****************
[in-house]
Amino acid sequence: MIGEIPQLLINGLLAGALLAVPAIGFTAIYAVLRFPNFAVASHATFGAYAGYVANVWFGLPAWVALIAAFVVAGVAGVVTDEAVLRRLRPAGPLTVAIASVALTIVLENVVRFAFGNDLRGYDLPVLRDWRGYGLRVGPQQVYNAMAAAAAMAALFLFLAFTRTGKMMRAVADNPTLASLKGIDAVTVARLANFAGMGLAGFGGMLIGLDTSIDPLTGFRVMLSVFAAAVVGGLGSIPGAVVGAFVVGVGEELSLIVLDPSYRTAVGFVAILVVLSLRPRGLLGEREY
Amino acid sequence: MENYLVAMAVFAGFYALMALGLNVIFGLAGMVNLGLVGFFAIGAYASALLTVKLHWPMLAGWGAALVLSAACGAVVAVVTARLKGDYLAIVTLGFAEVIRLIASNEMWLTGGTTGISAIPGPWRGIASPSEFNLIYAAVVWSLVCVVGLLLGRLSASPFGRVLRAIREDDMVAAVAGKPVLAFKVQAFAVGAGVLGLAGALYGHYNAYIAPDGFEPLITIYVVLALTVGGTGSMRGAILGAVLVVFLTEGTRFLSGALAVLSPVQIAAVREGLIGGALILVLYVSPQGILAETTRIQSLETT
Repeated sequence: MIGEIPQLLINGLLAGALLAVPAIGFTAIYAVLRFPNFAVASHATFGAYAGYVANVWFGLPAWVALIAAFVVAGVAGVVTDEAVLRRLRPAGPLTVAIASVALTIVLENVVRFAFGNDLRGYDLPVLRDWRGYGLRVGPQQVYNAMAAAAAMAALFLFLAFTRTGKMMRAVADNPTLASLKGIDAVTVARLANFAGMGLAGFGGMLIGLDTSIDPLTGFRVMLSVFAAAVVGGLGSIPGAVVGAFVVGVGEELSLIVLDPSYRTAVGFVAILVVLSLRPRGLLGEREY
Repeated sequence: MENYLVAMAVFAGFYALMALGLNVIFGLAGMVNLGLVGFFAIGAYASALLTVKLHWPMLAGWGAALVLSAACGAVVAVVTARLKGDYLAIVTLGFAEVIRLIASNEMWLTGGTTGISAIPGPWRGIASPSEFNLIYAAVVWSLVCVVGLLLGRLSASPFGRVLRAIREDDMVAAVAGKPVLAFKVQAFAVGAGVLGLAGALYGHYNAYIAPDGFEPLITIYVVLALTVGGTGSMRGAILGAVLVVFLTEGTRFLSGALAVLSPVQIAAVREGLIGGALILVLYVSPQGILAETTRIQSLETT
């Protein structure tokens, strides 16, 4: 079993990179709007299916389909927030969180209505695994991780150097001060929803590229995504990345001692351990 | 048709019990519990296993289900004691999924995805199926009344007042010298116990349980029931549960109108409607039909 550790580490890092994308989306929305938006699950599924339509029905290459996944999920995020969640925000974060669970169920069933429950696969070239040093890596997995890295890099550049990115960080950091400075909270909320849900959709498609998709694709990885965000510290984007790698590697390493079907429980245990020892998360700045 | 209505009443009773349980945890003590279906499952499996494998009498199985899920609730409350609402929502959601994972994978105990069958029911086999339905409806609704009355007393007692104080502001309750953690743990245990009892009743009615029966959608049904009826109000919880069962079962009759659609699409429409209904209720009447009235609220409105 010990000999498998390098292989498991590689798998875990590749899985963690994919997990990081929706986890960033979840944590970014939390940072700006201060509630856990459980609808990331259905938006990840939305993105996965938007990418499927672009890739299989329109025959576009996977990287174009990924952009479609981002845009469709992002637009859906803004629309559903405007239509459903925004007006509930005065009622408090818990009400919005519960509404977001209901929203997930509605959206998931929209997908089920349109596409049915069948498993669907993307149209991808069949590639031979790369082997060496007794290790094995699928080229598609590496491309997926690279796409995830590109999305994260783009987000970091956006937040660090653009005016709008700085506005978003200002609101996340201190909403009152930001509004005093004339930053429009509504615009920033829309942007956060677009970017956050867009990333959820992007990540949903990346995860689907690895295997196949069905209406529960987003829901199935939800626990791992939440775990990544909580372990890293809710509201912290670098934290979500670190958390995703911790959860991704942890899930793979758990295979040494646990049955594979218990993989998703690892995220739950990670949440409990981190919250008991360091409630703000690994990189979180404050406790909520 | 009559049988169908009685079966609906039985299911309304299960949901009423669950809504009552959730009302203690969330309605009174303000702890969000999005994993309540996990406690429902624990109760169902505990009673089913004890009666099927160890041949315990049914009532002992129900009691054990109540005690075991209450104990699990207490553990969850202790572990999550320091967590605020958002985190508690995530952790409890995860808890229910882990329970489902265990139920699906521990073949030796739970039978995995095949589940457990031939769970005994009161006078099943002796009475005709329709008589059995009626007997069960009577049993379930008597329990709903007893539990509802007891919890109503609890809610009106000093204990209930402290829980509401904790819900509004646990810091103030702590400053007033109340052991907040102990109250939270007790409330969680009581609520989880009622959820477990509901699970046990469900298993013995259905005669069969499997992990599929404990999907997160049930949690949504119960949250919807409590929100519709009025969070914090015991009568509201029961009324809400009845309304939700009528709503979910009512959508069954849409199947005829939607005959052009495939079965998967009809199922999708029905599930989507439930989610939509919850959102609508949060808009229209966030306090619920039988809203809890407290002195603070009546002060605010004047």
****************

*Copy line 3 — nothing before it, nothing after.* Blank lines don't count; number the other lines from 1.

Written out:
Amino acid sequence: MENYLVAMAVFAGFYALMALGLNVIFGLAGMVNLGLVGFFAIGAYASALLTVKLHWPMLAGWGAALVLSAACGAVVAVVTARLKGDYLAIVTLGFAEVIRLIASNEMWLTGGTTGISAIPGPWRGIASPSEFNLIYAAVVWSLVCVVGLLLGRLSASPFGRVLRAIREDDMVAAVAGKPVLAFKVQAFAVGAGVLGLAGALYGHYNAYIAPDGFEPLITIYVVLALTVGGTGSMRGAILGAVLVVFLTEGTRFLSGALAVLSPVQIAAVREGLIGGALILVLYVSPQGILAETTRIQSLETT